A Note From Rabbi Raina Siroty
With the current health pandemic, and restrictions on group gatherings, our kitchens have become our classroom, our basements are our yoga studios, and the dining room has become our office. Where then, is our synagogue?
The rabbis asked this same question right after the destruction of the Temple. Without a localized place of worship, how could we pray together? We are the inheritors of their answer: our home would become our “mikdash m’at,” a miniature sanctuary, a holy place. Our current challenge is to create a sacred space at home while we are in front of our computers on Zoom. What can help us create both that spiritual mindset and that spiritual refuge?
We are not able to gather in large groups in our building for the High Holy days. We will all certainly miss being in person together, with the majesty of large crowds standing close, singing in harmony all our familiar and moving tunes. But we will be “together” safely— in our own homes and/or spaced out in our sanctuary. This year, we have a unique opportunity to create a sacred space in our home— a mikdash m’at—for the High Holy days and beyond. These ten suggestions are meant to help you enhance the High Holy day experience at home, while creating a communal atmosphere for us all. Thank you to Rabbi Elyse Goldstein for this beautiful list.
1. Choose your prayer space carefully in advance by spending a few moments of individual contemplation/family discussion. Don’t wait for the last minute!
2. Once you have chosen your space, say a blessing or kavannah (“intention”) over it to mark it as your mikdash m’at.
3. What chair will you sit on? Put a cushion or festive pillow on it, or drape it with a tallit, special piece of fabric, or scarf.
4. Change where you put your computer from a work space to a contemplative space by covering the desk or table with a white tablecloth, white runner, or white placemat, and a vase of flowers.
5. Find meaningful objects to grace your space. On Rosh Hashana include holiday objects like candlesticks and kiddish cup, apples and honey. On Yom Kippur you can place cherished mementoes, family heirlooms, and photos of loved ones to surround you. If you own a shofar, put it where it’s visible.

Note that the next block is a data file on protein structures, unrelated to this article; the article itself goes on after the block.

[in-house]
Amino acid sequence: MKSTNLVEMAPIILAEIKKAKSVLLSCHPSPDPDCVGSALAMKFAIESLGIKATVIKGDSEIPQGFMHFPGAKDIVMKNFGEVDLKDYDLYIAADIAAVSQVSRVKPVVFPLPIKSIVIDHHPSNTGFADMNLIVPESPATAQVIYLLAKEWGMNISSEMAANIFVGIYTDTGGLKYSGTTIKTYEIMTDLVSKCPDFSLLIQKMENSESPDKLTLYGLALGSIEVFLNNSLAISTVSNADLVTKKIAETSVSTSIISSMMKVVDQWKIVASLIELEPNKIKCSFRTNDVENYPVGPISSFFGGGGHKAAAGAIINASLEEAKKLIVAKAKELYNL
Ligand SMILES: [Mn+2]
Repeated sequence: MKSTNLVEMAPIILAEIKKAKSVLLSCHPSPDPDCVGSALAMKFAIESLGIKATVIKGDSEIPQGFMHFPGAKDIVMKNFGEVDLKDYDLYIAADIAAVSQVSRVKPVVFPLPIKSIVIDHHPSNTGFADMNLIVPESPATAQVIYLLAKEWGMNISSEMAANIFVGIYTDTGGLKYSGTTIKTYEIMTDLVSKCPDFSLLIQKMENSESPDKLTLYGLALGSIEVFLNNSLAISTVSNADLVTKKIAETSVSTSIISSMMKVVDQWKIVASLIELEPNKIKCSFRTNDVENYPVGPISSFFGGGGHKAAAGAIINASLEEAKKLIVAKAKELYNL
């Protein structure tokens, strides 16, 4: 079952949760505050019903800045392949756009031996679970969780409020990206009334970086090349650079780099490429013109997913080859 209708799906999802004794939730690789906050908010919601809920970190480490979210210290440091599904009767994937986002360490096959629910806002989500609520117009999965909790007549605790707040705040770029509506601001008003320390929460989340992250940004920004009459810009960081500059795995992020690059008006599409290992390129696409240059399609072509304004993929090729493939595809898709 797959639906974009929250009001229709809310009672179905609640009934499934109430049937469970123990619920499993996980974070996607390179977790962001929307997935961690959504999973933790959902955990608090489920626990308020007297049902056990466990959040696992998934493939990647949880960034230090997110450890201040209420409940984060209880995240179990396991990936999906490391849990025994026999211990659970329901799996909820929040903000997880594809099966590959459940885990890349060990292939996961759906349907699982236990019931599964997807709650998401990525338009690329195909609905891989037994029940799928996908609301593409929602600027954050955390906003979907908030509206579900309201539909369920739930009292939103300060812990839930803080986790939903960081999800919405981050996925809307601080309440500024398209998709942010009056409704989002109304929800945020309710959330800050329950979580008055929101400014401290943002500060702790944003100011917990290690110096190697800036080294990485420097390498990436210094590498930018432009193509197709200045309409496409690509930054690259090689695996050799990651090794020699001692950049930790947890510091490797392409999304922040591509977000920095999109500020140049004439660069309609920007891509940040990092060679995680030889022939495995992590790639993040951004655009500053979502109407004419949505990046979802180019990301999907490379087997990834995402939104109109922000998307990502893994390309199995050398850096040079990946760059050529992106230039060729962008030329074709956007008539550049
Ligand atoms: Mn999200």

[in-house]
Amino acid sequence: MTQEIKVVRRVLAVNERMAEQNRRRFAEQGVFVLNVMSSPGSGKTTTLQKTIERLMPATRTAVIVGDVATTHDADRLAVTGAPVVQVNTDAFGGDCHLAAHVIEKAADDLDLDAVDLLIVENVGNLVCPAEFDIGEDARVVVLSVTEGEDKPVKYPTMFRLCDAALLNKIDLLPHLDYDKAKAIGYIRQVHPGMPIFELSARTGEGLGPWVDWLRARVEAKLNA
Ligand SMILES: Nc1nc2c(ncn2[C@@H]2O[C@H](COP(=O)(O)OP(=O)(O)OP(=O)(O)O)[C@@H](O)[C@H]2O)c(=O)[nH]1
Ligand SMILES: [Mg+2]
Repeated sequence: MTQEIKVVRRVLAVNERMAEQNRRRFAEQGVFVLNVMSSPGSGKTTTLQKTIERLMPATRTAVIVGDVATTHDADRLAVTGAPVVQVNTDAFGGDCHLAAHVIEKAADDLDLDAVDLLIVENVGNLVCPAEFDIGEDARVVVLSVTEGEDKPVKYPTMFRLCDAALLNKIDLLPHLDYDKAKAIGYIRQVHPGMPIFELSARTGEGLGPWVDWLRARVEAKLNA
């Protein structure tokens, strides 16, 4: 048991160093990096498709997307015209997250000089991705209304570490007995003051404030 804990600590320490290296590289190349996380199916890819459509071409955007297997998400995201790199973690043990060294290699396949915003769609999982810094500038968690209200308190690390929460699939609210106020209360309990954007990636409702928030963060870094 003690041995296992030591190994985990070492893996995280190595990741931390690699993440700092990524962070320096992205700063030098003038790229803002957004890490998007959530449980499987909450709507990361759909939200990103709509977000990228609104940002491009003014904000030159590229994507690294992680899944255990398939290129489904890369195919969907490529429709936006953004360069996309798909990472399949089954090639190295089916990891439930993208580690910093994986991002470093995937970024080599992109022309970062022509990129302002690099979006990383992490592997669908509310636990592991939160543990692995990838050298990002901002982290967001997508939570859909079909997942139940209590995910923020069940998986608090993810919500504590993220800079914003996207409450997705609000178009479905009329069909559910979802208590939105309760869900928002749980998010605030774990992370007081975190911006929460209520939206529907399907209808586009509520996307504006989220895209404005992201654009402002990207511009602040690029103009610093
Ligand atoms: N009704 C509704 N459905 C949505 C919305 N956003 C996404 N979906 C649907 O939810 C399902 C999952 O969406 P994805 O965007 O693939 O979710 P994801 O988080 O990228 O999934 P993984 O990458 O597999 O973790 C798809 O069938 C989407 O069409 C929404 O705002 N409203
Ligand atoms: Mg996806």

6. If possible, move the computer space back so that you are “watching” the screen more than “manipulating” it. Consider connecting your computer to a TV screen so it feels less like a work device.
7. Try to limit or disconnect auditory distractions. You can turn off your email and text message ping sounds, and/or close your email program and other apps so you can be fully present during the service.
8. Wear clothing that makes you feel as if you are entering a spiritual space. Kippah and tallit are welcome if they help you express a connection to this special worship.
9. Be sure you have your machzor with you, just like on past High Holy days when we gathered. As you feel its cover and edges and flip its pages, remember the times you’ve used it before—who you sat near, what moved you in the service, the first time you used it, etc. We will use Gates of Repentance this year. The prayers will not be on the screen, so having a machzor means you can participate more fully. These will be found in your Holidays Tote & Treat bags. I promise you, these are really special. Don't miss out.
We all appreciate the time and effort it takes to make your mikdash m’at a reality. Think of it as a “work in progress!” May it add joy, meaning and to your holiday, and wishing you a very warm and personal Shana Tova,
God bless you and keep you safe. I look forward to seeing you at Shabbat on Friday night at 6pm tomorrow.
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